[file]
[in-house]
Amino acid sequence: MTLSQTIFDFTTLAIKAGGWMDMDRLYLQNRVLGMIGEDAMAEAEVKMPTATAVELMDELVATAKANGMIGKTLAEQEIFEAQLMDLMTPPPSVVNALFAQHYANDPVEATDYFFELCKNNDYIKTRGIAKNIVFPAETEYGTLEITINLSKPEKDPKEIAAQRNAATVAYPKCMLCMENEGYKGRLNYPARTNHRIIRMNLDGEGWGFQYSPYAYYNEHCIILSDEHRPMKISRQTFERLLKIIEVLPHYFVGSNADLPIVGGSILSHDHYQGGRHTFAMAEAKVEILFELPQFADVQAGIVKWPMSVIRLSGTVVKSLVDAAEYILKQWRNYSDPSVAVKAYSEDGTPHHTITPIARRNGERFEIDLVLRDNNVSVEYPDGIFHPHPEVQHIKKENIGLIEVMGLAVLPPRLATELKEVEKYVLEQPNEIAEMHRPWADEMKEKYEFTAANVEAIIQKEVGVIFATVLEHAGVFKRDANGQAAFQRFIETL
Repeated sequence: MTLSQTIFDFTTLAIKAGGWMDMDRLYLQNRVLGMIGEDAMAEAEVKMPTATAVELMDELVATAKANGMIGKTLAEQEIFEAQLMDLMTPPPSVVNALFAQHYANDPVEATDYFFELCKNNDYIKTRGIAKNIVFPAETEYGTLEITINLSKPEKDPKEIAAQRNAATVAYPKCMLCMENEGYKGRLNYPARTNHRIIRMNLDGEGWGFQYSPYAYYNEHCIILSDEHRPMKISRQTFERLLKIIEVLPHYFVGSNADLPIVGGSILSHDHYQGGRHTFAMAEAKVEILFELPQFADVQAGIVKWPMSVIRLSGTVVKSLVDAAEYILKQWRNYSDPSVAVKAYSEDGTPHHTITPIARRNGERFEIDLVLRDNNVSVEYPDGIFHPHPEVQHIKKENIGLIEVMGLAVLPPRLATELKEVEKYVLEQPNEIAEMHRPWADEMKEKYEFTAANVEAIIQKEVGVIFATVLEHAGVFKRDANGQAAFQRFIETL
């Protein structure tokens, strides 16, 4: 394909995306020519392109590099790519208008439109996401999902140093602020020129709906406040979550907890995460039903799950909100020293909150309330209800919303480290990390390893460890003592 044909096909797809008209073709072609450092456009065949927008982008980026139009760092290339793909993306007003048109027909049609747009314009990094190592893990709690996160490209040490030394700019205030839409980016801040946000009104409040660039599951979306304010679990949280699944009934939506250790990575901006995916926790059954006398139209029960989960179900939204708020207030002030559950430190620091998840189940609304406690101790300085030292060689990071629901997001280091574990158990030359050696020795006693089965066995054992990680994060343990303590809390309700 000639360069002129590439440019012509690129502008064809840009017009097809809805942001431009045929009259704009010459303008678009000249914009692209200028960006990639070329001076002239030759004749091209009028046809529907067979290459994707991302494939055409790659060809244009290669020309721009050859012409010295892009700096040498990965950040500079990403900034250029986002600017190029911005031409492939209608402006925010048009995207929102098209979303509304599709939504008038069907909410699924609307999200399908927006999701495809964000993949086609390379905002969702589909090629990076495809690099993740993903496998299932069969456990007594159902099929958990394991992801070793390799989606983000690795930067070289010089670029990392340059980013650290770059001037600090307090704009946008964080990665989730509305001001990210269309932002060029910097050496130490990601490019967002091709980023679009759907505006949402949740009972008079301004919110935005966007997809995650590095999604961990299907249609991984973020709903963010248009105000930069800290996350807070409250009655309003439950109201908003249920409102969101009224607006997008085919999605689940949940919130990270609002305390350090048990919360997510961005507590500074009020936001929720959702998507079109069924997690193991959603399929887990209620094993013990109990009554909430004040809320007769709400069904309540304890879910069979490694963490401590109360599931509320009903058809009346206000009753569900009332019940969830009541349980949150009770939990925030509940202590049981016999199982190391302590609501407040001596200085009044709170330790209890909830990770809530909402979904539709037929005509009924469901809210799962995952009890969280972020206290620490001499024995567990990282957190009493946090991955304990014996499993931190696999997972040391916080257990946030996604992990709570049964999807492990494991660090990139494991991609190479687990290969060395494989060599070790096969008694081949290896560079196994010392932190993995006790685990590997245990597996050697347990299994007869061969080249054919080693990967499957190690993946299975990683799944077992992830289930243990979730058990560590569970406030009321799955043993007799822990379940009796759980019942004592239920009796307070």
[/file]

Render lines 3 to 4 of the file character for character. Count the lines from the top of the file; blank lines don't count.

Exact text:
Repeated sequence: MTLSQTIFDFTTLAIKAGGWMDMDRLYLQNRVLGMIGEDAMAEAEVKMPTATAVELMDELVATAKANGMIGKTLAEQEIFEAQLMDLMTPPPSVVNALFAQHYANDPVEATDYFFELCKNNDYIKTRGIAKNIVFPAETEYGTLEITINLSKPEKDPKEIAAQRNAATVAYPKCMLCMENEGYKGRLNYPARTNHRIIRMNLDGEGWGFQYSPYAYYNEHCIILSDEHRPMKISRQTFERLLKIIEVLPHYFVGSNADLPIVGGSILSHDHYQGGRHTFAMAEAKVEILFELPQFADVQAGIVKWPMSVIRLSGTVVKSLVDAAEYILKQWRNYSDPSVAVKAYSEDGTPHHTITPIARRNGERFEIDLVLRDNNVSVEYPDGIFHPHPEVQHIKKENIGLIEVMGLAVLPPRLATELKEVEKYVLEQPNEIAEMHRPWADEMKEKYEFTAANVEAIIQKEVGVIFATVLEHAGVFKRDANGQAAFQRFIETL
């Protein structure tokens, strides 16, 4: 394909995306020519392109590099790519208008439109996401999902140093602020020129709906406040979550907890995460039903799950909100020293909150309330209800919303480290990390390893460890003592 044909096909797809008209073709072609450092456009065949927008982008980026139009760092290339793909993306007003048109027909049609747009314009990094190592893990709690996160490209040490030394700019205030839409980016801040946000009104409040660039599951979306304010679990949280699944009934939506250790990575901006995916926790059954006398139209029960989960179900939204708020207030002030559950430190620091998840189940609304406690101790300085030292060689990071629901997001280091574990158990030359050696020795006693089965066995054992990680994060343990303590809390309700 000639360069002129590439440019012509690129502008064809840009017009097809809805942001431009045929009259704009010459303008678009000249914009692209200028960006990639070329001076002239030759004749091209009028046809529907067979290459994707991302494939055409790659060809244009290669020309721009050859012409010295892009700096040498990965950040500079990403900034250029986002600017190029911005031409492939209608402006925010048009995207929102098209979303509304599709939504008038069907909410699924609307999200399908927006999701495809964000993949086609390379905002969702589909090629990076495809690099993740993903496998299932069969456990007594159902099929958990394991992801070793390799989606983000690795930067070289010089670029990392340059980013650290770059001037600090307090704009946008964080990665989730509305001001990210269309932002060029910097050496130490990601490019967002091709980023679009759907505006949402949740009972008079301004919110935005966007997809995650590095999604961990299907249609991984973020709903963010248009105000930069800290996350807070409250009655309003439950109201908003249920409102969101009224607006997008085919999605689940949940919130990270609002305390350090048990919360997510961005507590500074009020936001929720959702998507079109069924997690193991959603399929887990209620094993013990109990009554909430004040809320007769709400069904309540304890879910069979490694963490401590109360599931509320009903058809009346206000009753569900009332019940969830009541349980949150009770939990925030509940202590049981016999199982190391302590609501407040001596200085009044709170330790209890909830990770809530909402979904539709037929005509009924469901809210799962995952009890969280972020206290620490001499024995567990990282957190009493946090991955304990014996499993931190696999997972040391916080257990946030996604992990709570049964999807492990494991660090990139494991991609190479687990290969060395494989060599070790096969008694081949290896560079196994010392932190993995006790685990590997245990597996050697347990299994007869061969080249054919080693990967499957190690993946299975990683799944077992992830289930243990979730058990560590569970406030009321799955043993007799822990379940009796759980019942004592239920009796307070």